Study Hall

Supported By

How To Ruin A Mix: Stop – Enough Already With The Cymbals!

Maybe death metal engineers can get away with the constant drone of metallic hash noise, but for everyone else, please continue to read on...

What Do the Pros Do?

Listen to the mixes on broadcast shows like The Voice, American Idol, Live From Darryl’s House, and Later… with Jools Holland. Notice that these mixes are essentially devoid of any direct cymbal miking. Music videos, live theater, and movie soundtracks follow a similar pattern. Sure, you might occasionally hear a little leakage, but you’ll probably never hear a ride or crash cymbal that is equal to, or louder than any of the drum heads, other tonal instruments, or vocals.

In fact, there’s generally just kick and snare in the mix, with maybe a little tom support if the arrangement specifically calls for it. When hit hardest, none of the cymbals should come through at a level that is equal to any of the vocals, nor even as loud as the main chordal instruments.

Why do these engineers mix like that? Because they recognize and understand the negative noise-masking effect that cymbals bring to the show. For most live events, it’s all about the vocals; their tone, nuances, dynamics and texture. Cymbals wipe out most of those qualities when allowed to dominate.

Modern Solutions

Figure 3: Impulse response before/after overlay of a Cymbomute damping ring. [3]
It seems I’m not the only one who has issues with cymbals. Market demand finds its way to the splashy, crashy, hashy, trashy, bashy, clash, mashy, gnash, washy, world of cymbals. I see that Zildjian (and probably others) has released the L80 series of low-volume cymbals (nice oxymoron). They claim they’re “80 percent quieter than a traditional cymbal without losing the authentic Zildjian feel.”

Another approach comes in the form of product called Cymbomute, from UK Percussion Concepts. It’s a damping ring that surrounds the edge of each cymbal. Figure 3 shows a before and after lab test of a 16-inch crash cymbal. The blue trace shows how much energy still exists after 2 to 3 seconds. The red trace shows a much quicker decay of about 1 second when the Cymbomute ring is applied. If you still insist on putting up overhead mics and routing them into the main mix bus, either of these new solutions might help save your mixes.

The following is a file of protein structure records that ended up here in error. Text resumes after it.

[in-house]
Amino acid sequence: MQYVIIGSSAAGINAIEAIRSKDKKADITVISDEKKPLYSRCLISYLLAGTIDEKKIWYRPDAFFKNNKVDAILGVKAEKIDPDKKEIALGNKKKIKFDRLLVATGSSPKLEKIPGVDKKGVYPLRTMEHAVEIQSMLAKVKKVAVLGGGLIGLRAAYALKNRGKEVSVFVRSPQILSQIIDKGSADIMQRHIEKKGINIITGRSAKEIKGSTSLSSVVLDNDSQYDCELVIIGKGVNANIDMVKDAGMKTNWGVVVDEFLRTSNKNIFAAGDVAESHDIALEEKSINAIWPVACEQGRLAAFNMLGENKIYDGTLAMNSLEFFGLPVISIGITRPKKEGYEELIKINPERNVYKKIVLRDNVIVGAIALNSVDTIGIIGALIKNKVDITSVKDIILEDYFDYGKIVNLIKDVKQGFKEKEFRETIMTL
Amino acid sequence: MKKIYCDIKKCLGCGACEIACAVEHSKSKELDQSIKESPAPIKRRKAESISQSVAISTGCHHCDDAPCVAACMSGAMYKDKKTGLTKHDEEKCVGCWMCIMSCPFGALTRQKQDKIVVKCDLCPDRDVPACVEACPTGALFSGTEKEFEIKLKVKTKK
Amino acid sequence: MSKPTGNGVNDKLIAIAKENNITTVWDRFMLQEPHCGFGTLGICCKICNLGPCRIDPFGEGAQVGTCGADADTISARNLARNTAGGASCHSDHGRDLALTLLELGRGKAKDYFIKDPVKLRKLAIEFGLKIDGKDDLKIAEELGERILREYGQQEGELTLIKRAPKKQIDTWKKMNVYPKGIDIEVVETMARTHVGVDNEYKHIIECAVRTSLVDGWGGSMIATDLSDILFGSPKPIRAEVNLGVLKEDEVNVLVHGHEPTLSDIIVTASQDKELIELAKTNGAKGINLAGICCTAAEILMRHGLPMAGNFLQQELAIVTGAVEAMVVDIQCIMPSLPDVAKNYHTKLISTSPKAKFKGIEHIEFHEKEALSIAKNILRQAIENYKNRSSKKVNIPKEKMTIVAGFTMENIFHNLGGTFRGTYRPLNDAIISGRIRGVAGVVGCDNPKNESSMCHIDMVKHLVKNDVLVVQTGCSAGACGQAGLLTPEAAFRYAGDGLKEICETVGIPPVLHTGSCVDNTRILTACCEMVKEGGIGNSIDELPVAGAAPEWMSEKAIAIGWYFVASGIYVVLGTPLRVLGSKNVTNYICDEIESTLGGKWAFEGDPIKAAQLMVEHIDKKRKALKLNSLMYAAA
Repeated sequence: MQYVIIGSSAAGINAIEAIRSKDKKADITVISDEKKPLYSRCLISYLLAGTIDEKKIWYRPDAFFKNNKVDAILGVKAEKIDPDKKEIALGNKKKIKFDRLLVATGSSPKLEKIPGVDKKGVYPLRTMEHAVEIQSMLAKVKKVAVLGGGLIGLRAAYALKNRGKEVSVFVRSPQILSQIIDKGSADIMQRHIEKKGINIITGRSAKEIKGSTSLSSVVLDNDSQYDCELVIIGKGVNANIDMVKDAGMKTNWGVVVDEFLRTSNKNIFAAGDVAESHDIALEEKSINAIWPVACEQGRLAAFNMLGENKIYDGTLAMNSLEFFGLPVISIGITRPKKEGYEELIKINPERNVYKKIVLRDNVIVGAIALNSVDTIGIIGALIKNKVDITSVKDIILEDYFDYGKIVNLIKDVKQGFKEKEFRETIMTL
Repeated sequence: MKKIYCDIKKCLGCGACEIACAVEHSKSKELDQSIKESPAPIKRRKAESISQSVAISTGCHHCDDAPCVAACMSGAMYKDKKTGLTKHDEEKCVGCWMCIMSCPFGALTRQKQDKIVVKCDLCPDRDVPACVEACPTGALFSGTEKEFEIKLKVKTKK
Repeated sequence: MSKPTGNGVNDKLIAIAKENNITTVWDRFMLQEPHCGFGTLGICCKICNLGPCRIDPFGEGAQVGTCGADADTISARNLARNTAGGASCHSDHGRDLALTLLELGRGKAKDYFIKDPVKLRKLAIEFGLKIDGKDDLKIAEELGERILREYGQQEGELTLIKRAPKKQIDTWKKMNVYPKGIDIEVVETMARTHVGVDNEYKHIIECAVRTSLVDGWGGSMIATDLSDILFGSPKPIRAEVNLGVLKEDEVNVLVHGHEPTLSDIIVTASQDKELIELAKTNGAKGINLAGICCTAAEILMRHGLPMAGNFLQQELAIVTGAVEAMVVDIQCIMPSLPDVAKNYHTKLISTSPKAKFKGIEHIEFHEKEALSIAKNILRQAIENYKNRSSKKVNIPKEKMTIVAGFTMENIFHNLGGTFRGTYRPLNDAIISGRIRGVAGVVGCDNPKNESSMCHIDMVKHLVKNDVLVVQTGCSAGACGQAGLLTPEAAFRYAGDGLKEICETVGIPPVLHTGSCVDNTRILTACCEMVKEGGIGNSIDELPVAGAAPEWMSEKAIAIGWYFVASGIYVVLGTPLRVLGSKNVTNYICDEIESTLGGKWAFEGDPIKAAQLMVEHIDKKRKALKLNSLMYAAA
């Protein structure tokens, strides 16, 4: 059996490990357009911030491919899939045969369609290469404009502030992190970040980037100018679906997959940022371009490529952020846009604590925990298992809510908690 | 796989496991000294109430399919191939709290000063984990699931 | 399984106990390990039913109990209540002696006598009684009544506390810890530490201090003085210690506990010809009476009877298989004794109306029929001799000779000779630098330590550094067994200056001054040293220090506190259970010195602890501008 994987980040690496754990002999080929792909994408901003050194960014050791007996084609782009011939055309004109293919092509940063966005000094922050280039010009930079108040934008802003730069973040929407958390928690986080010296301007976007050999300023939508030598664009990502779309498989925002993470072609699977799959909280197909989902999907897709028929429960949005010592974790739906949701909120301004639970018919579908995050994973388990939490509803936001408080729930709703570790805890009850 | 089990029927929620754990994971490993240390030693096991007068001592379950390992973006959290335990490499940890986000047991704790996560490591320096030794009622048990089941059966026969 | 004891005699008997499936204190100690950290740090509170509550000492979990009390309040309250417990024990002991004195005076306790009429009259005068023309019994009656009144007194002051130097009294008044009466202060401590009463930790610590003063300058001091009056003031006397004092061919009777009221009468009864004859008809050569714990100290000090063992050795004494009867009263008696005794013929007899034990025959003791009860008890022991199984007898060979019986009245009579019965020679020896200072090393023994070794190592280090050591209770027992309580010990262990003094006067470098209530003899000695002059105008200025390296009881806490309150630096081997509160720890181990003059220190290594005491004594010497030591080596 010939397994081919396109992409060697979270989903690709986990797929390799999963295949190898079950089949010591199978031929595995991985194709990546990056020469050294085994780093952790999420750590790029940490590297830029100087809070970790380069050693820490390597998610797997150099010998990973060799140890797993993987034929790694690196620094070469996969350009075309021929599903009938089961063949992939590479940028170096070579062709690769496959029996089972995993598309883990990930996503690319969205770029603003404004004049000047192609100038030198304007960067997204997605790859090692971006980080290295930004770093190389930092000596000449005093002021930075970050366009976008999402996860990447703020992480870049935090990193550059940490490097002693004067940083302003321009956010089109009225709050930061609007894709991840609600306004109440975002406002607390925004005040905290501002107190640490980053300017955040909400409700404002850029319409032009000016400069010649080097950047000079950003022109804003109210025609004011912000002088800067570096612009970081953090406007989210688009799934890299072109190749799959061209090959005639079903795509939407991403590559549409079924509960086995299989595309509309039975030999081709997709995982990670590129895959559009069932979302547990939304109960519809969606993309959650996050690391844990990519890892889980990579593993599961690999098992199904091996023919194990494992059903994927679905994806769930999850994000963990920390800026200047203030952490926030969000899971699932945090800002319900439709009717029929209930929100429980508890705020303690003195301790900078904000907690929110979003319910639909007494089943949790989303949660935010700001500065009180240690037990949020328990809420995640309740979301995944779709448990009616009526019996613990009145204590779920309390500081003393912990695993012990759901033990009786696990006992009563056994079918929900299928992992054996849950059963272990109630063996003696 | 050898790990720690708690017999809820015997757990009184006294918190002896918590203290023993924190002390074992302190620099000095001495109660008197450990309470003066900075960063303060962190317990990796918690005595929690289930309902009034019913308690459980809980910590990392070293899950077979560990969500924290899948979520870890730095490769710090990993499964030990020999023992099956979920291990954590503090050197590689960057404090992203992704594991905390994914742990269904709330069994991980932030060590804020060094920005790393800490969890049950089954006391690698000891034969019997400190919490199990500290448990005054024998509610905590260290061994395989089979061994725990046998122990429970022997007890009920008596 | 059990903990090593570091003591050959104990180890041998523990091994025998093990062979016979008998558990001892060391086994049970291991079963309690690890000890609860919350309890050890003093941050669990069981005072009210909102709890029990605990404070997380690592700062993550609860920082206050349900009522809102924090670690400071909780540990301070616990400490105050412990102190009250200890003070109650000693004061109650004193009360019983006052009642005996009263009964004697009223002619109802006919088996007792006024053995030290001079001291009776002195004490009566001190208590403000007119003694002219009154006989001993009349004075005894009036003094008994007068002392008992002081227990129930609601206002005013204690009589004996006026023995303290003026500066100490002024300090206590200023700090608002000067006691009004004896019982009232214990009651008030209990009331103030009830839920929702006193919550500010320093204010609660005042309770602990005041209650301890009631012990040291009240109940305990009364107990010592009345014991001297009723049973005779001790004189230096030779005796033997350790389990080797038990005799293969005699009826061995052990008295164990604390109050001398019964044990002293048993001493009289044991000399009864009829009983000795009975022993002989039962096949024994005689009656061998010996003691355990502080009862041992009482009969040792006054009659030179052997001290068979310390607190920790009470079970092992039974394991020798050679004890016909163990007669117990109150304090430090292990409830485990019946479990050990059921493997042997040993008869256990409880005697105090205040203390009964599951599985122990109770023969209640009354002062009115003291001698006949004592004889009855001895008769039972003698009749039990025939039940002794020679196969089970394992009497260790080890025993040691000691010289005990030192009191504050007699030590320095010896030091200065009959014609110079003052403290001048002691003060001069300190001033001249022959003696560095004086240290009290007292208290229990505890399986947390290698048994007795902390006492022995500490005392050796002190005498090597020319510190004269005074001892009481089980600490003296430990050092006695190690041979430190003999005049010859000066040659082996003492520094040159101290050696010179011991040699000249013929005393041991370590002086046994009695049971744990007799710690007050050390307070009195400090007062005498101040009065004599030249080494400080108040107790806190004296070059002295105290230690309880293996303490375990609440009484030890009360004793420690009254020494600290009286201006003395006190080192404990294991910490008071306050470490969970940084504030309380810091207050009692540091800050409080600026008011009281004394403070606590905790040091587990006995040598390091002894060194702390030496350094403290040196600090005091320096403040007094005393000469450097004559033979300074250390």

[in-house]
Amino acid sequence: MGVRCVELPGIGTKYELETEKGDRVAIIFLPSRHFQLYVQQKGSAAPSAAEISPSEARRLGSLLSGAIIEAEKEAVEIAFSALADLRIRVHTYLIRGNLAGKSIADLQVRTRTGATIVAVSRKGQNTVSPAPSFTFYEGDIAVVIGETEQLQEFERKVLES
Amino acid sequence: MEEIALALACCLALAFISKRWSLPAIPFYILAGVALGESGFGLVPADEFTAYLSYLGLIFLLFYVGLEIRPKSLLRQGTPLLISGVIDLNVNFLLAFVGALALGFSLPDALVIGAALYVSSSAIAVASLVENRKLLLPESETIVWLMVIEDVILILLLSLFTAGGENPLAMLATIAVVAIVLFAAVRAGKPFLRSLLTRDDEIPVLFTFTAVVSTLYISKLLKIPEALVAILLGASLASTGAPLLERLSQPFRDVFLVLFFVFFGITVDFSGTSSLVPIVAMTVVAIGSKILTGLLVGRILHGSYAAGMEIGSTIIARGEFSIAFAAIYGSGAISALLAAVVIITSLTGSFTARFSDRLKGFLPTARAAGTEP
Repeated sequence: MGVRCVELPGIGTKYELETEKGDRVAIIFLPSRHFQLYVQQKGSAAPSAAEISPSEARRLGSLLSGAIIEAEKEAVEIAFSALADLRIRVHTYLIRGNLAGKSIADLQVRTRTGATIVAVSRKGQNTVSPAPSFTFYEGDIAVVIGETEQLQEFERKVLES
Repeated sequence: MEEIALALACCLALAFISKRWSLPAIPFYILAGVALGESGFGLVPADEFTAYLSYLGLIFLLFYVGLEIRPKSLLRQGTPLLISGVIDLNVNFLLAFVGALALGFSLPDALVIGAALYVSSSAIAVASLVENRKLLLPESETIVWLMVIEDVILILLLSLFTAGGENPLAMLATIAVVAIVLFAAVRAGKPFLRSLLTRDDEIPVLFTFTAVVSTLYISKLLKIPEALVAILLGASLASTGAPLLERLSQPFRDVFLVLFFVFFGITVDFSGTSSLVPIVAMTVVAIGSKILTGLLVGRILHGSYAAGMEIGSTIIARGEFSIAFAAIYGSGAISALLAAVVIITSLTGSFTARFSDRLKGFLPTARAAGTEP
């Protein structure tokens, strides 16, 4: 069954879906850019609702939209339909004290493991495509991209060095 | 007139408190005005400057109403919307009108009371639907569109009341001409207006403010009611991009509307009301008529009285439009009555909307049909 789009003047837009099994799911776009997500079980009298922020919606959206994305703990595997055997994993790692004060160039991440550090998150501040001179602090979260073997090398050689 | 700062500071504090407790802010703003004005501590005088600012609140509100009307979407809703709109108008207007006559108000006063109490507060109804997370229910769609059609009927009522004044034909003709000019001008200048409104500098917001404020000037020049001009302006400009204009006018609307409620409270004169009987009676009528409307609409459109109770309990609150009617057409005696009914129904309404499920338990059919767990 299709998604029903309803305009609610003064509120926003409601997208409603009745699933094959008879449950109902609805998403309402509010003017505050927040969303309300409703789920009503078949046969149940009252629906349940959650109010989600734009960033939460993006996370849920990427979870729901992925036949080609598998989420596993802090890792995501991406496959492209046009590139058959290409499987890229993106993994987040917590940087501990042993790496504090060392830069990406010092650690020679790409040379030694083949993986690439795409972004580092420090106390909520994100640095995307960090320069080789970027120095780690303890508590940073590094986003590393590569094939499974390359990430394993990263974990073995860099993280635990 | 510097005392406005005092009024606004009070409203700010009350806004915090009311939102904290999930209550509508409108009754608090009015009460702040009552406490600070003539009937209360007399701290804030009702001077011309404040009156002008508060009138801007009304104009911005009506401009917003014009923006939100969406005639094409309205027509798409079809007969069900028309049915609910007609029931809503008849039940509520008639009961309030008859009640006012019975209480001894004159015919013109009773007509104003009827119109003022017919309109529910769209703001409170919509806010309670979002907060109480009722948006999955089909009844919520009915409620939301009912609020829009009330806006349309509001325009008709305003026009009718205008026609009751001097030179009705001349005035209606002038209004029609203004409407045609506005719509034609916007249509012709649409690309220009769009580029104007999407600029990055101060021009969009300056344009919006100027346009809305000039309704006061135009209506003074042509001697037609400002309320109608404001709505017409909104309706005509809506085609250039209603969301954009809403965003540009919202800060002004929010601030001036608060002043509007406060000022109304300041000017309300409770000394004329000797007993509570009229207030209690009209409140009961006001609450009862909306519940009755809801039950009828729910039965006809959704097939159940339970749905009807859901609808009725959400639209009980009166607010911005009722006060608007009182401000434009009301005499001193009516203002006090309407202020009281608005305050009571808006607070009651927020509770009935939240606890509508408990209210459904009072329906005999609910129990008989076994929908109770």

Summary

Last night I watched and enjoyed The Show Must Go On – The Queen & Adam Lambert Story. If you watch it, listen carefully. You’ll notice very little cymbal crash or splash in the broadcast mix. If they can live without this 4-octave wash of background noise, so can you.

P.S. – Within a couple of weeks, the mix engineer at church figured out he had the overhead mics running too hot. Things are back to normal now.

Citations

[1] Graphs from Zildjian 20-inch ReZo Crash cymbal review published in Secrets of Home Theater and High Fidelity, September 3, 2013 at hometheaterhifi.com.

[2] “Percussion Frequencies Part 2 – Cymbals” at musical-u.com

[3] Cymbomute Customer Reviews at ukpercussionconcepts.com

Technical editor Michael Lawrence also contributed to this article.

Study Hall Top Stories

Supported By

Celebrating over 50 years of audio excellence worldwide, Audio-Technica is a leading innovator in transducer technology, renowned for the design and manufacture of microphones, wireless microphones, headphones, mixers, and electronics for the audio industry.

Church Audio Tech Training Available Through Church Sound University. Find Out More!